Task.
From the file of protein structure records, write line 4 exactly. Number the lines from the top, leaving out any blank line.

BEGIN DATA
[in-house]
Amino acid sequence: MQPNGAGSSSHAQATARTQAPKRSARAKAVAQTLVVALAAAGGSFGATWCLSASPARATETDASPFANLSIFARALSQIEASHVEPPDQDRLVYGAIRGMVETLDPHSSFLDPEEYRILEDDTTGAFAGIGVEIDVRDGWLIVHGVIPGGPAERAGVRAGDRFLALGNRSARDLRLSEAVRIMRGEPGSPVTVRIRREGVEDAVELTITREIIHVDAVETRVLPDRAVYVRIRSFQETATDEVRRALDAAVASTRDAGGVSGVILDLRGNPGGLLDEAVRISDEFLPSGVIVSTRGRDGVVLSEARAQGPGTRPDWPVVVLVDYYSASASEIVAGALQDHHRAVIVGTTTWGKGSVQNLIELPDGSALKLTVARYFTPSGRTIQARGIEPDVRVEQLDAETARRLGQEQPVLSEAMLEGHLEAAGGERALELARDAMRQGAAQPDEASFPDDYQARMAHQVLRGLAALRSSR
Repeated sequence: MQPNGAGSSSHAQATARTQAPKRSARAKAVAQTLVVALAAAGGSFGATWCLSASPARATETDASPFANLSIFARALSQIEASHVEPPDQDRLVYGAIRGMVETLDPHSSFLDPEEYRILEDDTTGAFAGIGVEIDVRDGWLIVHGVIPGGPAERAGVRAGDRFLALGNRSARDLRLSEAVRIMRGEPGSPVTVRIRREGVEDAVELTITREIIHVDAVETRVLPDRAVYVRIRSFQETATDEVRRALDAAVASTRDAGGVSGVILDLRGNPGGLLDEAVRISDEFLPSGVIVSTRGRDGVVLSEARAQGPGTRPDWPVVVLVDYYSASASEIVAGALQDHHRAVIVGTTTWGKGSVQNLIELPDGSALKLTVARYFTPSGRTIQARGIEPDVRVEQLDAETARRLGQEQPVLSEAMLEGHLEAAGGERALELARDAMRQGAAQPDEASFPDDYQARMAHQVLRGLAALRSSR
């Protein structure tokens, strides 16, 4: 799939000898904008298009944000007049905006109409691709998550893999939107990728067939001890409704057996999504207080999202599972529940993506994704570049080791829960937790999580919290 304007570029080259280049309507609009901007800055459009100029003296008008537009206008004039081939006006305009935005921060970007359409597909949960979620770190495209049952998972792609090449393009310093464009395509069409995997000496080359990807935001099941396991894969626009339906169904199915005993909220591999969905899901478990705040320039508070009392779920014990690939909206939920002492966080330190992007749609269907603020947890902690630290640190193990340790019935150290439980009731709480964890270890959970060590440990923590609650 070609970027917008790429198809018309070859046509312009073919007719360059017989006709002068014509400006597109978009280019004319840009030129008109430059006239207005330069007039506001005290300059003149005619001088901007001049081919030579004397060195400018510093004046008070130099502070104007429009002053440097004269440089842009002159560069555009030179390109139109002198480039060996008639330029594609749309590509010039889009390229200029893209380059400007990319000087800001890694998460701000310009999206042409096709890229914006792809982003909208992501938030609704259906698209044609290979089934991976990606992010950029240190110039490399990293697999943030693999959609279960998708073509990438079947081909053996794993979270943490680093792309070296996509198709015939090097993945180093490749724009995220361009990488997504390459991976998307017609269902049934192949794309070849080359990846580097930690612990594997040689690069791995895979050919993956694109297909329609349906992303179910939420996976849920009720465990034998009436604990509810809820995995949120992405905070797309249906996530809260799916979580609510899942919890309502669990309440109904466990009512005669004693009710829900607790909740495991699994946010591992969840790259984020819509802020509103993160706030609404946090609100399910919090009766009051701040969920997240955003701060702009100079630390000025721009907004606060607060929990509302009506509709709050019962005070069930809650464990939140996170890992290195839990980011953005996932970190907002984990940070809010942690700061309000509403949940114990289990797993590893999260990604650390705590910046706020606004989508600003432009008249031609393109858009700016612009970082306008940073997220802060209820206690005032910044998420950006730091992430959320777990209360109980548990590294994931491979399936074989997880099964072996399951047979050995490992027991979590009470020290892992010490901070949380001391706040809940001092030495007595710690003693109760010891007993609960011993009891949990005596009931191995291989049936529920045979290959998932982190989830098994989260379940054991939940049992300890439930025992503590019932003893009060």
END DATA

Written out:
């Protein structure tokens, strides 16, 4: 799939000898904008298009944000007049905006109409691709998550893999939107990728067939001890409704057996999504207080999202599972529940993506994704570049080791829960937790999580919290 304007570029080259280049309507609009901007800055459009100029003296008008537009206008004039081939006006305009935005921060970007359409597909949960979620770190495209049952998972792609090449393009310093464009395509069409995997000496080359990807935001099941396991894969626009339906169904199915005993909220591999969905899901478990705040320039508070009392779920014990690939909206939920002492966080330190992007749609269907603020947890902690630290640190193990340790019935150290439980009731709480964890270890959970060590440990923590609650 070609970027917008790429198809018309070859046509312009073919007719360059017989006709002068014509400006597109978009280019004319840009030129008109430059006239207005330069007039506001005290300059003149005619001088901007001049081919030579004397060195400018510093004046008070130099502070104007429009002053440097004269440089842009002159560069555009030179390109139109002198480039060996008639330029594609749309590509010039889009390229200029893209380059400007990319000087800001890694998460701000310009999206042409096709890229914006792809982003909208992501938030609704259906698209044609290979089934991976990606992010950029240190110039490399990293697999943030693999959609279960998708073509990438079947081909053996794993979270943490680093792309070296996509198709015939090097993945180093490749724009995220361009990488997504390459991976998307017609269902049934192949794309070849080359990846580097930690612990594997040689690069791995895979050919993956694109297909329609349906992303179910939420996976849920009720465990034998009436604990509810809820995995949120992405905070797309249906996530809260799916979580609510899942919890309502669990309440109904466990009512005669004693009710829900607790909740495991699994946010591992969840790259984020819509802020509103993160706030609404946090609100399910919090009766009051701040969920997240955003701060702009100079630390000025721009907004606060607060929990509302009506509709709050019962005070069930809650464990939140996170890992290195839990980011953005996932970190907002984990940070809010942690700061309000509403949940114990289990797993590893999260990604650390705590910046706020606004989508600003432009008249031609393109858009700016612009970082306008940073997220802060209820206690005032910044998420950006730091992430959320777990209360109980548990590294994931491979399936074989997880099964072996399951047979050995490992027991979590009470020290892992010490901070949380001391706040809940001092030495007595710690003693109760010891007993609960011993009891949990005596009931191995291989049936529920045979290959998932982190989830098994989260379940054991939940049992300890439930025992503590019932003893009060």